Sunday 26 January 2014- Boiling Wells
Me, Paddy Garcia, Kate Force One and Magic Dave
Sunday 19 January 2014- Bristol: St Mary Redcliffe- Troopers Hill- Barleymow
Me, Paddy Garcia, Kate Force One and the DJ
Urban ramble, gloriously sunny day (finally). The (in the end) six mile route took us from St Mary Redcliffe, along the Avon and the Cut to Troopers Hill, then back through Barton Hill to the Barleymow.
We started the walk proper outside St Mary Redcliffe, where after brief consultation we decided to go east rather than west, to see if we could find a complete pedestrian route along the river. Thus down Cattle Market Road to join the river towpath (the ‘Whitchurch Way’). The Avon was in full fast flow, with cormorants, gulls, geese and alarming-looking currents.
The river loops along the south side of what we discovered used to be known as the ‘Island’ (the north side being the Cut), St Philip’s Marsh, and learnt the tale of a famous local ratcatcher- Albert “Hopper” Chinnick- who used to bite the heads off rats. Somewhere in Avonmeads, the towpath turned into an extremely muddy footpath which had been partly washed away by the floods, and ended under a couple of railway bridges.
We cut up through the industrial estate to Feeder Road, then along the Cut through Netham Park (scene not just of Paddy Garcia’s past football glories, but home of the brillo pad too. Who knew?). Then over Netham Lock to follow the Avon again. We climbed up to Troopers Hill to admire the chimney and the view of Bristol.
We then rambled through St George and Barton Hill (past Octavius Hunt, Europe’s largest smoke factory), stopping for a quick drink in The Swan. Feeling that another pint would be beneficial, we then rambled on to the Barleymow, following the ‘Wesley Way’ back through Pilemarsh, past the Rhubarb, and along Gas Lane (to add to previously seen Cheese Lane and Strawberry Lane) to the Dings. Top chips in the mow. Then we called it a day and strolled home.
Overall, hard to ask more of an urban walk than this. Remarkably green (or rather mud-brown) for an urban ramble, but properly industrial too. We proved to ourselves there is a route west to east along the river (with one small diversion) and joined up lots of bits we’ve walked separately. We learnt new things about mighty industrial Bristol we really should have known before, and walked some routes you’d never guess were there.
St Mary Redcliffe needs a return visit when it’s not Sunday, glad to have done the Swan once (only), and must remember to visit the Barleymow more often.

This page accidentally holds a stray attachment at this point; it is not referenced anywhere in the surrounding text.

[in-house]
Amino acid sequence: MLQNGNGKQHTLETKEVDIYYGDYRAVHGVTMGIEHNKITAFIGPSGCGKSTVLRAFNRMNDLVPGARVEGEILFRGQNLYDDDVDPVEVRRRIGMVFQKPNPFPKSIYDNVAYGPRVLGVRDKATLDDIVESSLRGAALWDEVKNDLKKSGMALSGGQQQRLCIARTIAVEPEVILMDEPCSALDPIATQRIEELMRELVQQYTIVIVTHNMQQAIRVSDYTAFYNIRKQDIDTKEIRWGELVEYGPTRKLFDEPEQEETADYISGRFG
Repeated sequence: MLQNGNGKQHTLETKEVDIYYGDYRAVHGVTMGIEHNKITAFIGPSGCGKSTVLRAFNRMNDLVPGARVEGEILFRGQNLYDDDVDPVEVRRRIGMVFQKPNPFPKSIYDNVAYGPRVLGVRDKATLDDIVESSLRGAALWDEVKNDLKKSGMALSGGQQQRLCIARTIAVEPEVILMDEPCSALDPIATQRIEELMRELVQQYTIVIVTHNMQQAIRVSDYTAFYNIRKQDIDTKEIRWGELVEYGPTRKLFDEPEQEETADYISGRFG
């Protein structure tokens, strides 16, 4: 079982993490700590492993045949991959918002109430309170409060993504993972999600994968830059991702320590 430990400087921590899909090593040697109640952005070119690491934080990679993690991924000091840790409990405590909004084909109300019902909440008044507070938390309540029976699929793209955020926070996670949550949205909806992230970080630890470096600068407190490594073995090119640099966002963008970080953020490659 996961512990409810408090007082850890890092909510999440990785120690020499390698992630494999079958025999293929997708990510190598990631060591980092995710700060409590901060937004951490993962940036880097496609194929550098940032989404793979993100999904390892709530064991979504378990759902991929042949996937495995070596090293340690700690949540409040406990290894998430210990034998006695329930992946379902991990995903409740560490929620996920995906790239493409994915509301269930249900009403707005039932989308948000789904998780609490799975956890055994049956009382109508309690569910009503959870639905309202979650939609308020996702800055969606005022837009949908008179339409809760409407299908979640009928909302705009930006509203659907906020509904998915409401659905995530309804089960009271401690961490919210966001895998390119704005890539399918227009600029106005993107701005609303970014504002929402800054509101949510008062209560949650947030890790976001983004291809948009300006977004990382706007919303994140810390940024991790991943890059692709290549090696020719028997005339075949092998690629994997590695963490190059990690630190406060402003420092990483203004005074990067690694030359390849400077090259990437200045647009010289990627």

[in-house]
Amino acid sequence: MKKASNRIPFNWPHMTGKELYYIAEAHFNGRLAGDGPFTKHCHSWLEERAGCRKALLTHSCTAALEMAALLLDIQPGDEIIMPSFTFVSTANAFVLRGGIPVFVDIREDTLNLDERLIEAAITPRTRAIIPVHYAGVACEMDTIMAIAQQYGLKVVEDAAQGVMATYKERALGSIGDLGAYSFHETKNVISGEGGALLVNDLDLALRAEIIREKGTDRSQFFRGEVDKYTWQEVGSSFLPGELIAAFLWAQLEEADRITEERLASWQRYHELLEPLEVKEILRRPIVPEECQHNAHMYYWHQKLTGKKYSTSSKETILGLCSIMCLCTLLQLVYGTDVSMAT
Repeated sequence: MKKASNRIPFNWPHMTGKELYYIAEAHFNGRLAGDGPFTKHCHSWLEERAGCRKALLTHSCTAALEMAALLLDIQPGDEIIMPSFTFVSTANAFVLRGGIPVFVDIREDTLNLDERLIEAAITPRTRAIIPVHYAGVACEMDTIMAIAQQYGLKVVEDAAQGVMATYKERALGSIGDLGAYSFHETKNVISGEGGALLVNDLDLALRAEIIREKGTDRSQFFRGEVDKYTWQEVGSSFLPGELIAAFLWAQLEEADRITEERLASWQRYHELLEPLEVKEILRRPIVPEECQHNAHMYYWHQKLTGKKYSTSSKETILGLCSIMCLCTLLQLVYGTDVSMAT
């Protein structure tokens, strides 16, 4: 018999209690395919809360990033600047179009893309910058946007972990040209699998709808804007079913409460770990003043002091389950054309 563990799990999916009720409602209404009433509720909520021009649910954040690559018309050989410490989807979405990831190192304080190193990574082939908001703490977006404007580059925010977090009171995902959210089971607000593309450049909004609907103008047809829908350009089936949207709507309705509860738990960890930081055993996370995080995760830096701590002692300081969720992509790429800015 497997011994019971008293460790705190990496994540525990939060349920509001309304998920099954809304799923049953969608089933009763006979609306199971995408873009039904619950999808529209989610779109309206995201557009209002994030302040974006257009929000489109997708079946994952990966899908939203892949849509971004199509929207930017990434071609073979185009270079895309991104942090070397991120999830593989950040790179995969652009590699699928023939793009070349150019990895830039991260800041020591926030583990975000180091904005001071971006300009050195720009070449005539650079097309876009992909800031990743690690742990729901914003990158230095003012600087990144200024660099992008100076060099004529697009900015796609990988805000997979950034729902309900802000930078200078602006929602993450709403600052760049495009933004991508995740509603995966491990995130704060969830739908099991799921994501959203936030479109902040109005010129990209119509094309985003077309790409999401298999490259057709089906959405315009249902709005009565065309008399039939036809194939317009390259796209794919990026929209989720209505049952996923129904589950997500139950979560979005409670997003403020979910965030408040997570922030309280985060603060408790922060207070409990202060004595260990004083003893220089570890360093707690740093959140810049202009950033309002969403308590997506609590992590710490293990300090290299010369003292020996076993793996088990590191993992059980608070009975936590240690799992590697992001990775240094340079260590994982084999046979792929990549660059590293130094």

The six-mile(ish) route took us from the main carpark in Nailsworth, through the village (more than once until we found the right road) to Avening. Circular route took us back to Nailsworth down a long bridleway and into the village along the marvellously-named Tabrams Pitch.
Brief stop for food supplies and a browse of overpriced garden furniture in Nailsworth before we hit the road. No pub stops (pasties, Nik Naks, leftover pizza, chocolate mini-eggs, apples, sausages and coffee by a gate for us), but both the Weighbridge Inn halfway (“2 in 1 pies”?*) and the Cross Inn in Avening looked promising. Enjoyed the Norman church at Avening, reputedly built in a fit of remorse by Matilda, wife of William the Conqueror after consigning a man who rejected her to Worcester Prison (and presumably his death). Happy times.
The going muddy and wet but not difficult, plenty of up and downs and good views, even on a misty day. Mr Drury, as interpreted by Paddy Garcia, was a reliable guide, except for a mistake after the Lone Tree which led to some barbed-wire hopping.
Much beautiful water one way and another. Clear streams, mill races, astonishing green lake at Longford Mill by the Weighbridge Inn.
Overall, a good walk, fears of getting lost largely unfounded, although possibly better in reverse, as it seemed a bit short on the way back (or perhaps a pub stop would solve that). Attending ‘Pig Face Day’ in Avening or the Oyster Bar in Nailsworth both good resolutions for the future.
*Local knowledge says this is the best pub in the world, and 2-in-1 pies are half pie, half cauliflower cheese. Definitely one to return to.
Not so much a walk as a brief outdoor prelude to Sunday lunch, but the first stroll of the year undaunted by the terrible weather.
We met at the church in Englishcombe, enjoyed the view of the Wansdyke and the extremely friendly churchgoers, then wandered a quick route (maybe 2 or 3 miles) around Englishcombe via Breach (Beech?) Woods. Me suffering from near-total loss of map-reading skills, Paddy Garcia had to take over. Constant rain and not enough pairs of waterproof trousers between us.
Decamped to The George at Norton St Philip for warm fire and Sunday lunch. Despite extremely muddy state, managed American Hustle at the cinema on the way home. Despite the extreme wetness, a grand opening foray into 2014.